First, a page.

Getty Images
John Lindsay stops to shake hands with a prospective voter on his Sunday morning bike ride through Miami's Coconut Grove.
John Lindsay stops to shake hands with a prospective voter on his Sunday morning bike ride through Miami’s Coconut Grove in 1975.
Archives of the New York Post

The declassified files do not provide examples of the FBI investigating Lindsay for misconduct, but they do contain a number of other letters from individuals whose names have been redacted, accusing the police of being unfit for office or unpatriotic because she opposes the Vietnam War.

“Should we let one of our country’s most dangerous men take it over,” said one person who tore up Lindsay’s presidential campaign in an October 16, 1971 letter to then-US Senator Bob Dole and cc’ed Hoovering.

The FBI Director also received a 1969 letter from a Hoover loyalist ripping up “pretty boy” Lindsay for “lust.”[ing]” the White House “with the panache and vigor of a Kennedy.”

Hoover noted in official records that she endorsed then-Conservative Democratic Comptroller Mario Procaccino for mayor and was on his “Special Correspondents List” — a term then used for key Hoover allies.

President Richard Nixon and FBI Director J. Edgar Hoover.

President Richard Nixon and FBI Director J. Edgar Hoover.


J. Edgar Hoover, speaking to reporters after appearing before a Senate Appropriations Subcommittee.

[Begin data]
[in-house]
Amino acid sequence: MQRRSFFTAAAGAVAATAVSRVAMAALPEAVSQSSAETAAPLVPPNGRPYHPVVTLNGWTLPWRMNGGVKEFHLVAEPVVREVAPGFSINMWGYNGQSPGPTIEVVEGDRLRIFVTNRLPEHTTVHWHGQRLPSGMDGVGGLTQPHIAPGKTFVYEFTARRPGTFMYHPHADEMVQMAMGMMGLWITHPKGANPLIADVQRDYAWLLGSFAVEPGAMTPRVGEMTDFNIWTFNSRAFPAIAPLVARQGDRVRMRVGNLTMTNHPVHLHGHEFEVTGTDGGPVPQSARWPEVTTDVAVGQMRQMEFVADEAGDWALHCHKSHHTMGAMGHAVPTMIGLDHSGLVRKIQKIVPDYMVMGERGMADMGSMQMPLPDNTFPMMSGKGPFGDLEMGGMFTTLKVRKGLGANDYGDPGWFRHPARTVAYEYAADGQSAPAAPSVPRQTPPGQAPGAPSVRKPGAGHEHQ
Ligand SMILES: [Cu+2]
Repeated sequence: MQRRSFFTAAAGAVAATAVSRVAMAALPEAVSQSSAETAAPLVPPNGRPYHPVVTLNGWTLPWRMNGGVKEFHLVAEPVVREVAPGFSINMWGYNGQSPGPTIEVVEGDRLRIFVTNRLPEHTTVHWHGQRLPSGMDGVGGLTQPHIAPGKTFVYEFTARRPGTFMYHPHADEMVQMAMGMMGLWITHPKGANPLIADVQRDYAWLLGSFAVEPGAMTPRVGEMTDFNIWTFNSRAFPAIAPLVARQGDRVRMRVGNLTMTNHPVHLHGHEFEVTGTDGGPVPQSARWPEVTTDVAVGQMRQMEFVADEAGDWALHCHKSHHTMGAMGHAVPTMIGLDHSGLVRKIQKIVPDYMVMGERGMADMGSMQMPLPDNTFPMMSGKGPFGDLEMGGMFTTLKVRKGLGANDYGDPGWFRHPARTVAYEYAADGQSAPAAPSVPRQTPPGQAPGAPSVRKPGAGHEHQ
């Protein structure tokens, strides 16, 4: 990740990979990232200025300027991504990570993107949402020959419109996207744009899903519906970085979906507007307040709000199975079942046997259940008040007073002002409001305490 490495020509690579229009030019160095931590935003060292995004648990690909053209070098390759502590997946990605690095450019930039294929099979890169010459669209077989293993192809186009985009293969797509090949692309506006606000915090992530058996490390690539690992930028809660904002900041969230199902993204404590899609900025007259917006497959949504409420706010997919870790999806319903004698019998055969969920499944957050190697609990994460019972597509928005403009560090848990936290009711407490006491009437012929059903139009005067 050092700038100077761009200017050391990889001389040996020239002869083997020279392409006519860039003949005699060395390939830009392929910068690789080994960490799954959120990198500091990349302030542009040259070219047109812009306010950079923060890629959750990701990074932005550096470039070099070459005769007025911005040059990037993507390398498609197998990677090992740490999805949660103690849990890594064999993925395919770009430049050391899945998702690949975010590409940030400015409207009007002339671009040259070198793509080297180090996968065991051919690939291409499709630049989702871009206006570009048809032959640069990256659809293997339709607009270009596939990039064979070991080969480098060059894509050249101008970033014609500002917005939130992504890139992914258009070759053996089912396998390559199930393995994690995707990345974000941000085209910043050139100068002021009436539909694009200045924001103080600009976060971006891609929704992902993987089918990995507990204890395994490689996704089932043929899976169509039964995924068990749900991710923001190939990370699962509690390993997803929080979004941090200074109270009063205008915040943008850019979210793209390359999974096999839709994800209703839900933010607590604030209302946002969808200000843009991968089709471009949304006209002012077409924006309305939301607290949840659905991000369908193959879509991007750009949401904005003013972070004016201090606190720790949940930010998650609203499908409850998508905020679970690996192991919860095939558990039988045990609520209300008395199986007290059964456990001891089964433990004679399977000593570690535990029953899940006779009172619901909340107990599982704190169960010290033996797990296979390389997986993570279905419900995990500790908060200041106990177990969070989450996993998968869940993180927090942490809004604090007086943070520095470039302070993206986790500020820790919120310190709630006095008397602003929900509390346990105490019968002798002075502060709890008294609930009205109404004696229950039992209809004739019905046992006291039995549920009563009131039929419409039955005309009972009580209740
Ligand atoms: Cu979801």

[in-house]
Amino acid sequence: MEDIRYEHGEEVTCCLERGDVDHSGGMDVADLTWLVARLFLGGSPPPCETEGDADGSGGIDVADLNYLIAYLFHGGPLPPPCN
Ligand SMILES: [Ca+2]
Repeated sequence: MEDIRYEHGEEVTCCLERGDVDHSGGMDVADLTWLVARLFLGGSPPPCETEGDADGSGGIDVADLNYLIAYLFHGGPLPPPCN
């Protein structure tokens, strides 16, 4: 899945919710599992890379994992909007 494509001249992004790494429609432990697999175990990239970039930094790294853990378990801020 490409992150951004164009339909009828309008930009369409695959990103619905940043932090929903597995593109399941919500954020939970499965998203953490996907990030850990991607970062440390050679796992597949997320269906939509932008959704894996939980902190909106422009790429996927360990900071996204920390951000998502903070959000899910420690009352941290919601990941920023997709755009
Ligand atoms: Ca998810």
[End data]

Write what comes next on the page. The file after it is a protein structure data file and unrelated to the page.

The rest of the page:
FBI Director J. Edgar Hoover spoke to reporters after appearing before a Senate Appropriations Subcommittee.


FBI Director J. Edgar Hoover.

Hoover was on the lookout for “Communist” and “un-American” activity surrounding the American civil rights leader and his political appointees.


The FBI thought Lindsay was too selfish.

A March 1967 internal memo signed by FBI agent RE Wick accused Lindsay of being “highly unethical” and claimed he broke an embargo agreement with the FBI on the release of national crime statistics for political purposes. In a speech to the NYPD’s Holy Name Society, the then-mayor announced that crime was up 11 percent statewide — yet “the city was below that number,” Wick wrote.

The files also note a number of threats allegedly made against Lindsay’s life.

In August 1967, Hoover said in a letter to the US Secret Service that a woman had been arrested by the NYPD and charged with possessing a firearm and plotting to “murder” Lindsay for a $20,000 bounty.

Hoover also noted that the arrest was reported by local media and that the FBI’s earlier investigation into the same woman – whose name has been redacted – indicated that she may have been a member of the Uniformed Communist Police and a “Tito Communist”. loyal to Josip was Broz Tito, then President of the former Yugoslavia.

Sid Davidoff, a longtime lobbyist who was close to Lindsay when he was mayor, told the Post he was “not surprised” that Hoover kept “a file” on his ex-boss, who died in 2000.

“He was the first major Republican to oppose the [Vietnam] War,” said Davidoff, who earned a spot on then-President Richard Nixon’s 1972 top 20 list of “enemies.”

https://nypost.com/2022/12/03/what-j-edgar-hoover-fbi-really-thought-about-john-lindsay/ What J. Edgar Hoover, FBI, really thought of John Lindsay

JACLYN DIAZ